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Tisagenlecleucel Responses in Pediatric ALL Sustained With Longer Follow-up

Jason Harris
Published: Thursday, Feb 01, 2018

Shannon L. Maude, MD, PhD
Shannon L. Maude, MD, PhD
At a median follow-up of 13.1 months, tisagenlecleucel (Kymriah) induced an overall remission rate of 81% in children and young adults with relapsed/refractory B-cell acute lymphoblastic leukemia (ALL).1

In an analysis of 75 infused patients with 3 or more months of follow-up, 60% of patients achieved complete remission (CR) and 21% of patients achieved CR with incomplete blood count recovery (CRi) following tisagenlecleucel infusion. By day 28, investigators detected no minimal residual disease (MRD) among responding patients.

Updated results from the pivotal phase II ELIANA clinical trial were published today in the New England Journal of Medicine. Based on the initial data from the ELIANA trial, the FDA approved the chimeric antigen receptor (CAR) T-cell therapy tisagenlecleucel, which was developed by the University of Pennsylvania and Novartis, for use in this patient population in August 2017.

“This expanded, global study of CAR T-cell therapy gives us further evidence of how remarkable this treatment can be for our young patients in whom all other treatments failed,” lead author Shannon L. Maude, MD, PhD, a pediatric oncologist at Children’s Hospital of Pennsylvania (CHOP) and assistant professor of Pediatrics in the Perelman School of Medicine at the University of Pennsylvania, said in a press release. “Our data show not only can we can achieve longer-term durable remissions, and longer-term survival for our patients, but that these personalized, cancer-fighting cells can remain in the body for months or even years, effectively doing their job.”

ELIANA, the first pediatric global CAR-T cell therapy registration trial, is a single-cohort, multicenter, study of tisagenlecleucel in children and young adults with relapsed or refractory B-cell ALL. Patients aged 3 to 21 years with least 5% lymphoblasts in bone marrow at screening received a single median weight-adjusted dose of 3.1 × 106 transduced viable T cells per kg of body weight. The median total dose of transduced cells was 1.0 × 108 (range, 0.03 × 108 to 2.6 × 108).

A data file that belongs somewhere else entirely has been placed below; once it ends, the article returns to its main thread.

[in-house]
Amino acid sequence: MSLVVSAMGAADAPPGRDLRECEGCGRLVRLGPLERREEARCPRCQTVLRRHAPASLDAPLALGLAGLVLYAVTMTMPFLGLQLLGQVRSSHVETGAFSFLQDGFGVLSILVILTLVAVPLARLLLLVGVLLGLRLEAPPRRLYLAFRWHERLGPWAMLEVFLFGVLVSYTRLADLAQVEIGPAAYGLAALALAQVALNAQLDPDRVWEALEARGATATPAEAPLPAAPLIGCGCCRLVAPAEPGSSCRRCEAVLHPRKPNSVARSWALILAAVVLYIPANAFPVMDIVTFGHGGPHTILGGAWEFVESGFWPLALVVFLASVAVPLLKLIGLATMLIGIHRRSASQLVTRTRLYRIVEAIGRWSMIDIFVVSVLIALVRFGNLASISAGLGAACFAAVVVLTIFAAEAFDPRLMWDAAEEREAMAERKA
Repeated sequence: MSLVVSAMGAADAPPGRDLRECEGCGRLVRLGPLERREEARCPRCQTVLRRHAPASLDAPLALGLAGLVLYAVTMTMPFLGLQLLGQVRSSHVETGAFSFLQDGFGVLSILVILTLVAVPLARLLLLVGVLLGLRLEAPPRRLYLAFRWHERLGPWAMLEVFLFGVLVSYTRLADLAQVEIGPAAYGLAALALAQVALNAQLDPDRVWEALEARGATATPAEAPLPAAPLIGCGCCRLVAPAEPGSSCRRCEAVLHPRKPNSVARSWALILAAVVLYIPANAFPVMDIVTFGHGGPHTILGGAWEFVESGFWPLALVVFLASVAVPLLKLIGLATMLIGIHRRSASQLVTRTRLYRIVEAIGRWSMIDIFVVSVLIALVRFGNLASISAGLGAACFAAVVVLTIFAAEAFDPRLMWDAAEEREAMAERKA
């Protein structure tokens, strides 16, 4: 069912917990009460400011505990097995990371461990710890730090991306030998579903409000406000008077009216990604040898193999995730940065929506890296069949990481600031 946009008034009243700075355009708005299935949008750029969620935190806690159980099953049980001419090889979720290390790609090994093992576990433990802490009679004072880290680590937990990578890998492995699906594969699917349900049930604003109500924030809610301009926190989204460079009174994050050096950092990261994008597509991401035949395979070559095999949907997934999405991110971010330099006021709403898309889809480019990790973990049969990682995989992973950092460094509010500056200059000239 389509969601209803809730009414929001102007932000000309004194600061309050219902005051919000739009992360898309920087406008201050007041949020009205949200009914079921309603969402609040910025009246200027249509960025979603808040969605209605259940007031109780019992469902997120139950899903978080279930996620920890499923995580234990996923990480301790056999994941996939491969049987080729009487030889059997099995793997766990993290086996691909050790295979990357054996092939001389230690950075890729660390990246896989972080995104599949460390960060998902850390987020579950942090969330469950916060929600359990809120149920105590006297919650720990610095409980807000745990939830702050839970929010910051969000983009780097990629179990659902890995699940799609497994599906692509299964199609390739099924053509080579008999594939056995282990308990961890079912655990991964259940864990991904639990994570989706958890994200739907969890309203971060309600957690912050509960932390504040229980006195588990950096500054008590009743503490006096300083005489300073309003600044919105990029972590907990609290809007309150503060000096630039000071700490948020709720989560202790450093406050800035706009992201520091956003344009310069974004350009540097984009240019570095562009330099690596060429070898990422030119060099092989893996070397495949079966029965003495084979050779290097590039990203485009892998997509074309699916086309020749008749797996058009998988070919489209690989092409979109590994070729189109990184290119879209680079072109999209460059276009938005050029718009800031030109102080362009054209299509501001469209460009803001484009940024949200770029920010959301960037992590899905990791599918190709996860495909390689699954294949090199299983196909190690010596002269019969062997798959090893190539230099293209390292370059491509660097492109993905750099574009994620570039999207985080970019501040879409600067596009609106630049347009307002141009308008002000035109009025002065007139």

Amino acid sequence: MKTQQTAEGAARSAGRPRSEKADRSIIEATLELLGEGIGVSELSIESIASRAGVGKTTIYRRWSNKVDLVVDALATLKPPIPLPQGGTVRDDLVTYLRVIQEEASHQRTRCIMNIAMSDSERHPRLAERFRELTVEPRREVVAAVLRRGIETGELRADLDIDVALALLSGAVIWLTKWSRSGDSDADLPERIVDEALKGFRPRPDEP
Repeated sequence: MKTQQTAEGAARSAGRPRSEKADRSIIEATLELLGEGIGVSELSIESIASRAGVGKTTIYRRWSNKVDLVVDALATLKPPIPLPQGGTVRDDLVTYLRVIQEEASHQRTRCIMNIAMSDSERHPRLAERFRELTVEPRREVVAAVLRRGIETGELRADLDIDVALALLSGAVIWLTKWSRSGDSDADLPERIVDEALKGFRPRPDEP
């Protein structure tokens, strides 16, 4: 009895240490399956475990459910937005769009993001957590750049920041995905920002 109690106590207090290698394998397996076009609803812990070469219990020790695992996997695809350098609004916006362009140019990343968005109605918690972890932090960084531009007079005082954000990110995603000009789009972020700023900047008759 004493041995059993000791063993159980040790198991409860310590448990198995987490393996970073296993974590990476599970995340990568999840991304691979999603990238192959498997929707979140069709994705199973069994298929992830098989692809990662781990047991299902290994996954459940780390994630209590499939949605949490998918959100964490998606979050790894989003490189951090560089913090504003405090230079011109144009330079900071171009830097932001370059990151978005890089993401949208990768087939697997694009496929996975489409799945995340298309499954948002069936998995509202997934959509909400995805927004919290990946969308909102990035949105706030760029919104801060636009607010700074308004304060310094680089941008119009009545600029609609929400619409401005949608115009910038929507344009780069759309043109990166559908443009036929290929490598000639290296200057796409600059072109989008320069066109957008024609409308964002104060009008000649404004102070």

Event-free survival was 73% at 6 months (95% CI, 60-82) and 50% at 12 months (95% CI, 35-64) among the 61 patients who responded to treatment. Overall survival (OS) in all 75 patients was 90% (95% CI, 81-95) at 6 months and 76% (95% CI, 63-86) at 12 months.

Investigators detected CAR T-cells in patients up to 20 months after initial infusion, with a median persistence of 168 days (range, 20-617) at data cutoff. All patients in the trial received a single infusion of tisagenlecleucel.

All responding patients demonstrated B-cell aplasia, an on-target effect of treatment with tisagenlecleucel. Evaluable patients with a response at day 28 had a median time to maximum expansion of 10 days (range, 5.7-28). Six patients with no response had a median time to maximum expansion of 20 days (range, 13-63).

Nearly all patients (95%) experienced any-grade treatment-related adverse events (TRAE). The most common non-hematologic TRAEs were cytokine release syndrome (CRS; 77%), pyrexia (40%), decreased appetite (39%), febrile neutropenia (36%) and headache (36%).

Three-quarters of patients experienced a grade 3/4 TRAE, including 21% who experienced grade 3 CRS and 25% who experienced grade 4. Investigators managed CRS using prior site education on implementation of the CRS treatment algorithm. Thirty-five (47%) patients were admitted to the intensive care unit for management of CRS.

Forty percent of patients experienced neurological events within 8 weeks of infusion. Ten patients (13%) had grade 3 neurological events that were managed with best supportive care. There was no incidence of grade 4 neurological events or cerebral edema reported.

“One of our more challenging questions, ‘Can we manage the serious side effects of CAR T-cell therapy?’ was asked and answered in this global study,” coauthor Stephan A. Grupp, MD, PhD, said in a press release. Grupp is the director of the Cancer Immunotherapy Frontier Program at CHOP. “Some of our patients get very sick, but we showed that most toxic effects can be short-lived and reversible, with the potential for our patients to achieve durable, complete remissions. That's a pretty amazing turnaround for the high-risk child who, until now, had little chance of surviving.”

In ELIANA results presented in September at the 2017 SOHO Annual Meeting, the overall response rate was 83%, which included CRs with complete hematologic recovery in 63% of patients and CRi in 19%.2 Additionally, 83% of patients met the secondary endpoint of CR with or without complete recovery within 3 months with MRD-negative bone marrow.

Among all infused patients, the relapse-free survival rate was 75% at 6 months and 64% at 9 and 12 months. OS was 89% at 6 months and 79% at 9 and 12 months. Median OS was 16.6 months.

References

  1. Maude SL, Laetsch TW, Buechner J, et al. Tisagenlecleucel in children and young adults with B-cell lymphoblastic leukemia. N Engl J Med. 2018; 378:439-448.
  2. Pulsipher M, Buechner J, Grupp SA, et al. Global registration trial of efficacy and safety of CTL019 in pediatric and young adult patients with relapsed/refractory (R/R) acute lymphoblastic leukemia (ALL): update to the interim analysis. Presented at 2017 SOHO Annual Meeting. Abstract ALL-152.



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